Combining psych & comp sci for a degree that’s 100% me

Guest post by Jasmine Yadeta

If you asked me in high school to turn on a computer for you, it would likely take me at least 5 minutes, and I would somehow manage to get a light blinking and hopefully, eventually, turn it on. Now I am in my final year of a Psychology and Computer Science BSc with a minor in Business.

I never thought the experiences I have had at UVic would shape my career—and my life—as much as they have.

One of my most defining experiences began when I started working with Dr. Jim Tanaka in my second year. After taking only 2 computer science classes, he hired me on as a part-time programmer for an amazing project called Let’s Face It! Scrapbook.

Let’s Face It! Scrapbook was primarily developed as an educational tool for children on the Autism Spectrum to develop their facial recognition and emotion comprehension skills.

At this point in my degree, I had just recently decided to change program from a Psychology BA to a combined Computer Science and Psychology BSc. I’d taken some beginner and intermediate level Java classes, and that’s it! I was not particularly tech savvy in high school, and my first introduction to programming and computer science were the courses I took at UVic.

I had the opportunity to work on an iPad application, which required a skill set that I had not yet acquired, so I took it upon myself to get up to speed. At that point, I had not taken or had any experience in coding applications.

I began watching Stanford Tutorials on mobile application development and programming in Objective-C. They were free on iTunes University, and I began watching them religiously. Some of the concepts were things I had learned in some of my other programming classes. Many of the lessons on iTunesU gave me context within the particular environment and as well I got to see some of the topics I was learning about in my classes in action.

With my limited coding background, there was a lot catching up for me to do, and so the first two months on the project consisted of me reading and reviewing code. Asking questions about why things were done in certain places, and commenting code — lots of comments.

Our work hours between the programmers was fairly self-directed and fit well with my studies, as I could work on this when I had time.

All the local programmers met every Saturday to check in, distribute work, and have a work session where we are able to bounce ideas off of each other, and ask questions as they come up.

There was a considerable amount of creative freedom on the project and we would meet with Dr. Tanaka weekly to ensure we had all the necessary features and encapsulated the vision of the project.

I had the opportunity to design and execute a few levels in our main game Splash within the app. I designed the game mechanics of the level, how points would be accumulated, the area of play and more!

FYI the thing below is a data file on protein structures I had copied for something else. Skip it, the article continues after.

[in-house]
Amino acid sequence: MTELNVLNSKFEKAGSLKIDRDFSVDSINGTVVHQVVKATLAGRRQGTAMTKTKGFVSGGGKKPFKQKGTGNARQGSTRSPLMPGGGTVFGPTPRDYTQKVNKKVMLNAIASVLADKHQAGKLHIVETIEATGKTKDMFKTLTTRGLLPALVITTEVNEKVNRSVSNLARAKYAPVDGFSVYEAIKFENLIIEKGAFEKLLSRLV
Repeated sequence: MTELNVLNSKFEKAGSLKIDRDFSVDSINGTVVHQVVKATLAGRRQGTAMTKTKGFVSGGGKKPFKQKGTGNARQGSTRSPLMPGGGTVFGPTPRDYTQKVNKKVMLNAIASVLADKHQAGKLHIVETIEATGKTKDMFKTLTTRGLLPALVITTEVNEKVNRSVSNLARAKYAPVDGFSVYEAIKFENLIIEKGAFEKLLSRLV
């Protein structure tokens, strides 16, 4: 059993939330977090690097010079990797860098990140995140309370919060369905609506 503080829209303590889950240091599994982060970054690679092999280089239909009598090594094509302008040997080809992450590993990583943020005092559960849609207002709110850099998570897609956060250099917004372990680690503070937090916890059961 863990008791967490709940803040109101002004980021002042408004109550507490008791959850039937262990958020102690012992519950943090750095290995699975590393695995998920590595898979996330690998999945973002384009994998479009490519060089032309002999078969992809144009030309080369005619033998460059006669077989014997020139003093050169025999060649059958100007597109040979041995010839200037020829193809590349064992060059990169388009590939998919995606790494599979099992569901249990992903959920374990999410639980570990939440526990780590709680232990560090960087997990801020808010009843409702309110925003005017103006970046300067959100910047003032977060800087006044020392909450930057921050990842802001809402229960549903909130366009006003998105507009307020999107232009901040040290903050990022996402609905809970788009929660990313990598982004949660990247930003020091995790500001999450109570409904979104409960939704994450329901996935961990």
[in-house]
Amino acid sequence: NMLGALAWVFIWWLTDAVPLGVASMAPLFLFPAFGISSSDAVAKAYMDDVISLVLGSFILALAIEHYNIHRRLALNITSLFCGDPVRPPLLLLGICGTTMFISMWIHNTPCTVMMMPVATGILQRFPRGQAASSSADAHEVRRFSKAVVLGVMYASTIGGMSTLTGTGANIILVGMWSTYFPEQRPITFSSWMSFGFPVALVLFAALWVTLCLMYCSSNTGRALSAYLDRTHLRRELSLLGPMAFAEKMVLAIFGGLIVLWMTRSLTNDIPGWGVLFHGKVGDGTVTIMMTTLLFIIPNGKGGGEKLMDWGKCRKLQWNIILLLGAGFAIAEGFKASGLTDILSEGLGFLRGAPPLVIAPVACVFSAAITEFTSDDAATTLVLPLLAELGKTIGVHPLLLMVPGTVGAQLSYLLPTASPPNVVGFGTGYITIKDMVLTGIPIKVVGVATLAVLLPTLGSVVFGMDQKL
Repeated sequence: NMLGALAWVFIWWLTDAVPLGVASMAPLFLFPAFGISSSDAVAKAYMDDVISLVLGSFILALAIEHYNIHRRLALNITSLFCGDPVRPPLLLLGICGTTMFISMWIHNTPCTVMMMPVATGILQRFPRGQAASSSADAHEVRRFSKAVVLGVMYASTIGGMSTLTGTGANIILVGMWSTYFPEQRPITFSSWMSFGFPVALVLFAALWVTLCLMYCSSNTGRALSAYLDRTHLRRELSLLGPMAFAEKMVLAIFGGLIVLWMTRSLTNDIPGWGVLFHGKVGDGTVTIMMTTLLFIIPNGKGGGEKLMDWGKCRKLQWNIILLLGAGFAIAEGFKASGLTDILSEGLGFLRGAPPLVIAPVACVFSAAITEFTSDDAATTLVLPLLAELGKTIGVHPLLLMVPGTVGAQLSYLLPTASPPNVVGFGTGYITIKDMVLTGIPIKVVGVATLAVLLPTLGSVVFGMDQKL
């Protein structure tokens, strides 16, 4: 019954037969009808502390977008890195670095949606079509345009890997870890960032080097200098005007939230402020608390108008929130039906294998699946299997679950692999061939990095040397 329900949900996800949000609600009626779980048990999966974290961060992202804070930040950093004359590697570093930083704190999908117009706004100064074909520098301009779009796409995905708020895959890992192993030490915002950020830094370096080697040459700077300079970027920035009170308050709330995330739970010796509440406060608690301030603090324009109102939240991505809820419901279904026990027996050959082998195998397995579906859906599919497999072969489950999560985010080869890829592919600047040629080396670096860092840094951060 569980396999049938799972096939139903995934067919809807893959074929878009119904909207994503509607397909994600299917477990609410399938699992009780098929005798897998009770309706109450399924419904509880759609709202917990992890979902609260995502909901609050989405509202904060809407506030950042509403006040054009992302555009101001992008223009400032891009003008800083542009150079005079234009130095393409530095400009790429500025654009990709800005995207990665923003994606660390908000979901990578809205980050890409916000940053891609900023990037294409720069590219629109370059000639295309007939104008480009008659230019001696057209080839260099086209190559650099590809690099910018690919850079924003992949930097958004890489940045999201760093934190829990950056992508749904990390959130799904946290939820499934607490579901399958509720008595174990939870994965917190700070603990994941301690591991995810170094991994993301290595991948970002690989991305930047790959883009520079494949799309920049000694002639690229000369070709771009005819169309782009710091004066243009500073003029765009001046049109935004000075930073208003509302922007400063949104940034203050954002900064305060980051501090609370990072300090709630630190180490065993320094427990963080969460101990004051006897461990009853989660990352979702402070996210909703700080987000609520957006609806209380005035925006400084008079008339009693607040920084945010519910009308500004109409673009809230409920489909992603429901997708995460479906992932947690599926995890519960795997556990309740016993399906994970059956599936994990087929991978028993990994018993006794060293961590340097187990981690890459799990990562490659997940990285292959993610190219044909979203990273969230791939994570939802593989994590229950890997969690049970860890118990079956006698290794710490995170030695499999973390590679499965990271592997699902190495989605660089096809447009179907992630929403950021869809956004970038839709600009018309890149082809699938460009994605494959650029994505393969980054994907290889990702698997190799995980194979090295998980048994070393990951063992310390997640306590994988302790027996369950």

I was learning algorithmic concepts in my computer science courses, and as I was developing and designing these game levels, I got to apply the concepts to a real life project as I was learning them. Although I was not taking any classes that dealt in the same programming language, all of the concepts are applicable across languages and can be applied vastly.

I was on the project for a total of two years, and I got to truly grow as a developer with the project. I had to meet deadlines, I had to learn things quickly, and I had to learn how to ask for help and extra time when things didn’t pan out as expected.

I acquired real life skills that were supplemental to my degree that have developed me into a well-rounded, real-world ready adult. I could not have gotten a better opportunity to realize my interests and skill set.

I went through a considerable amount of degree exploration before arriving with my final degree. I started with a BA in Psychology, and progressed to the combined Computer Science and Psychology degree after this opportunity gave me a chance to explore my interests and widen my portfolio.

Now, in my final semester of what my degree which is just a conglomeration of all my interests into one holistic degree that is 100% me.

Our director, Dr. Jim Tanaka received a REACH Award from the University of Victoria. His award was for Excellence in Knowledge Mobilization, and his excellence in community engagement as Centre for Autism Research Technology and Education (CARTE ) co-founder and director. He invited “LFI!” app creators from CARTE to the ceremony. 

Congratulations Dr. Tanaka! Congratulations CARTE!

Here are the details:

From left to right: Elliott McSmythurs, Jasmine Yadeta, Jim Tanaka, Jon Bowen, Joseph Feliciano, José Barrios. 

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